Solar viewers, commonly known as “eclipse glasses”, are perfectly safe for observing the Sun at any time including during a solar eclipse.
On some days when the Sun is very active, observers might even detect black sunspots using these instruments.
While the solar viewing glasses are but one of the preferred methods of safely observing the Sun, I usually give some additional suggestions for using them when I distribute them at a sidewalk astronomy event.
This is what I recommend:
- Carefully check the viewers for any pinholes or perforations by holding them up to a light and checking for any faults. If any are found, destroy the viewers as they are unsafe.
- Never give the viewers to small children to use independently. Hold them on their faces while observing.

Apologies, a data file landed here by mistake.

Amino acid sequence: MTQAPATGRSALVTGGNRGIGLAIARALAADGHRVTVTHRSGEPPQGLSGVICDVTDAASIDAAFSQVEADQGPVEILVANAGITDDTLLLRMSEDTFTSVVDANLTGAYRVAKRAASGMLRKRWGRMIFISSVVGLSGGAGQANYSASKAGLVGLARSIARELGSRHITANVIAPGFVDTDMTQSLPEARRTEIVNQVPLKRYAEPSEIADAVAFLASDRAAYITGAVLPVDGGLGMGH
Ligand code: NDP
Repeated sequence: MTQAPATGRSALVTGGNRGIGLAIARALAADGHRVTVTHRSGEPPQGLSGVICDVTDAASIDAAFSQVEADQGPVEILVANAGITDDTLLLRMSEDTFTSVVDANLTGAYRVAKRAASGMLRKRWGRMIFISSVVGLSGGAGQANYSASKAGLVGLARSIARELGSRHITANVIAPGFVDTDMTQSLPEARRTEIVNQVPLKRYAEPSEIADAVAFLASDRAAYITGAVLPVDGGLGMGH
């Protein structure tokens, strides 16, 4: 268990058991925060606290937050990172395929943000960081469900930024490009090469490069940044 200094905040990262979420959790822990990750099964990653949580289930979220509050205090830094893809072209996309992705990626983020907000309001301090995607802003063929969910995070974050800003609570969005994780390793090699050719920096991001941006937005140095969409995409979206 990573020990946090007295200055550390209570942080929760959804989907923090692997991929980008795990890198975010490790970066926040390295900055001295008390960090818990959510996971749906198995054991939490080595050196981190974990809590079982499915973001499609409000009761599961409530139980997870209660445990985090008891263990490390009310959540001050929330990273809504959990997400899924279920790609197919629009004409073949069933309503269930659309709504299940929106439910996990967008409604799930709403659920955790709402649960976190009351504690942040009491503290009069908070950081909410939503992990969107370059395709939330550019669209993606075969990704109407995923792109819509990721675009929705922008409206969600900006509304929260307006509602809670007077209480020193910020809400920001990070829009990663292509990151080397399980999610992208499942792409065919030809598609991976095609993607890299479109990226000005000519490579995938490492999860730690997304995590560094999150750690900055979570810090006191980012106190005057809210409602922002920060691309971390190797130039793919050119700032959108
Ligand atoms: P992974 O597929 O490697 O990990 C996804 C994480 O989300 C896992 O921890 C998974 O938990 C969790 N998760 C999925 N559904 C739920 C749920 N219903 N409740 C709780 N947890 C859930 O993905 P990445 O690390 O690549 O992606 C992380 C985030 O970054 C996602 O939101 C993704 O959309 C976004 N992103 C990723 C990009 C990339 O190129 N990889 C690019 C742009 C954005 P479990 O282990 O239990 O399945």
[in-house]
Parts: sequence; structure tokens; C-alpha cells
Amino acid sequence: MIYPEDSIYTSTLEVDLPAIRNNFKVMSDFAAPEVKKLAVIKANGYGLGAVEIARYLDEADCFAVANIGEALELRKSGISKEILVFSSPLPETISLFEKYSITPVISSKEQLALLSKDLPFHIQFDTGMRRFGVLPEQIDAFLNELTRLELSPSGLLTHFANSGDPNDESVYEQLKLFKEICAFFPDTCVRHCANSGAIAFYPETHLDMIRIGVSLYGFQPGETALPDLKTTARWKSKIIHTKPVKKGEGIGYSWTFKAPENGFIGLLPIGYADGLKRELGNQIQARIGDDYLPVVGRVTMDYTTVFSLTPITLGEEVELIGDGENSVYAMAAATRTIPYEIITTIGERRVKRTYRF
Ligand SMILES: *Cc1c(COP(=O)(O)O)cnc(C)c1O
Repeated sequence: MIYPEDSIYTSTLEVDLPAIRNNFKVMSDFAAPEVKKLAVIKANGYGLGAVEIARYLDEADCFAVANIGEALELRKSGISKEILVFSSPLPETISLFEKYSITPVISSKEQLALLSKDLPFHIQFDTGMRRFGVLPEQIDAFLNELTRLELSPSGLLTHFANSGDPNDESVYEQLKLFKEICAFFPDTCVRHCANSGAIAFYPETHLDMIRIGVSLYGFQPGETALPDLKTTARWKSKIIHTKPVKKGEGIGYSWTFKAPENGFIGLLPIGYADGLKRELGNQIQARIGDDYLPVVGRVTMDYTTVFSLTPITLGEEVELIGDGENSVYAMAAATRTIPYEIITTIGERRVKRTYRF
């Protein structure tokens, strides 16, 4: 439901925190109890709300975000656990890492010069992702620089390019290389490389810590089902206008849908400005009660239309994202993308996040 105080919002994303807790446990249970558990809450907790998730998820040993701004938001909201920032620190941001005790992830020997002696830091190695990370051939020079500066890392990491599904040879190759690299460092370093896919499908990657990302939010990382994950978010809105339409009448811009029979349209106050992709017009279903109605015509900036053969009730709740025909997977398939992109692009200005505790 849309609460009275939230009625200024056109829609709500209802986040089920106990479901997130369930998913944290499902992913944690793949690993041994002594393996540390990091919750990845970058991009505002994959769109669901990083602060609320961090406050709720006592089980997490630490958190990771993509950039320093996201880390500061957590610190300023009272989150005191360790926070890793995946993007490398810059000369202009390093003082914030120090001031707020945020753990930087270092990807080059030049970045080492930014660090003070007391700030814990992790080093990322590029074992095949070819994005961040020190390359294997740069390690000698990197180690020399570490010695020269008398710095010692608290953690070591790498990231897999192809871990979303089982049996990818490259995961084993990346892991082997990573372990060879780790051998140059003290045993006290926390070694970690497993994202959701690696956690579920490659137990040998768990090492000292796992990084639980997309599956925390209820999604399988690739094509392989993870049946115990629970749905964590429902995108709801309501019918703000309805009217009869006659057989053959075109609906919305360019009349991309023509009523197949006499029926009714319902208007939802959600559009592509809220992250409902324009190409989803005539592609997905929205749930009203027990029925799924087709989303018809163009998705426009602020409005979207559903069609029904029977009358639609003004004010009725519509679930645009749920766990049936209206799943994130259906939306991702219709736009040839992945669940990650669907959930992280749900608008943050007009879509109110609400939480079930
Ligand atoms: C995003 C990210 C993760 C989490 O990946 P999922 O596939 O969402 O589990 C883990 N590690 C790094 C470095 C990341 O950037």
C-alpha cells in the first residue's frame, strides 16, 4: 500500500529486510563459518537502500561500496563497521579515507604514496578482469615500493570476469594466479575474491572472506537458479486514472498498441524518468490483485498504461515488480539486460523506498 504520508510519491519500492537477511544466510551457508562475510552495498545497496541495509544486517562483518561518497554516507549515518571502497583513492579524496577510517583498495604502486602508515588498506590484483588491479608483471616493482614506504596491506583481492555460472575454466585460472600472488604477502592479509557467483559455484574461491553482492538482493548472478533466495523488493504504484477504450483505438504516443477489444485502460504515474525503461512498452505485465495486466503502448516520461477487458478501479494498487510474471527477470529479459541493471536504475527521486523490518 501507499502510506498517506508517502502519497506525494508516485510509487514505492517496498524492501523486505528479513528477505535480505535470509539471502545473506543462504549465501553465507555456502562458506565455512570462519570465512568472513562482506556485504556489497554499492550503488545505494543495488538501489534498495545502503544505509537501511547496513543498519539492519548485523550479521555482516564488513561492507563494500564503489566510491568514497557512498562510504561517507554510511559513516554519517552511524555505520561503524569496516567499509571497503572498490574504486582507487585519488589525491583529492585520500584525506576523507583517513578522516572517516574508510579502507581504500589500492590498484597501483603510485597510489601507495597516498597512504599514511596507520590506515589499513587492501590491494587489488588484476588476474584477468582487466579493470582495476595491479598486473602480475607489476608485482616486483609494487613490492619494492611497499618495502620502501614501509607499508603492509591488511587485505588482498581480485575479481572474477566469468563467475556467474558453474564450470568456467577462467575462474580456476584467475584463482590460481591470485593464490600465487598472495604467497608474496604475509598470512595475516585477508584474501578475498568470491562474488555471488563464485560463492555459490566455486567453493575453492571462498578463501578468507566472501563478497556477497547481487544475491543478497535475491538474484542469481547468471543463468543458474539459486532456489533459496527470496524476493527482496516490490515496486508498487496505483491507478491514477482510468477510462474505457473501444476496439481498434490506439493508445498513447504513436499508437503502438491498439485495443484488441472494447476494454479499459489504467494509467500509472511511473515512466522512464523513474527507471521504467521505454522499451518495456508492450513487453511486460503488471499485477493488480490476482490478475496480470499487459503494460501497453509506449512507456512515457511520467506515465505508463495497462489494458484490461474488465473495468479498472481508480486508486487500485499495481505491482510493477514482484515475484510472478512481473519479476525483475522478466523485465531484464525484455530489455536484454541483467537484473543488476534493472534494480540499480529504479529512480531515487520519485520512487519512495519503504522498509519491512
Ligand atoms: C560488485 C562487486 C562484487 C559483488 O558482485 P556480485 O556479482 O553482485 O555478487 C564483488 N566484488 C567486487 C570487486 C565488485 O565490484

- Never leave children unattended with the solar viewers. We have learned that some children reject what they are seeing unless they observe it with the naked eye and will drop the glasses to verify what they see.
- Follow the 1-2-3 approach to solar viewing:
- Look at your toes and put the glasses on
- Holding the glasses firmly in place, look up and enjoy the view of the Sun
- Look at your toes and remove the glasses.
Follow these simple recommendations to safely enjoy the views of the Sun.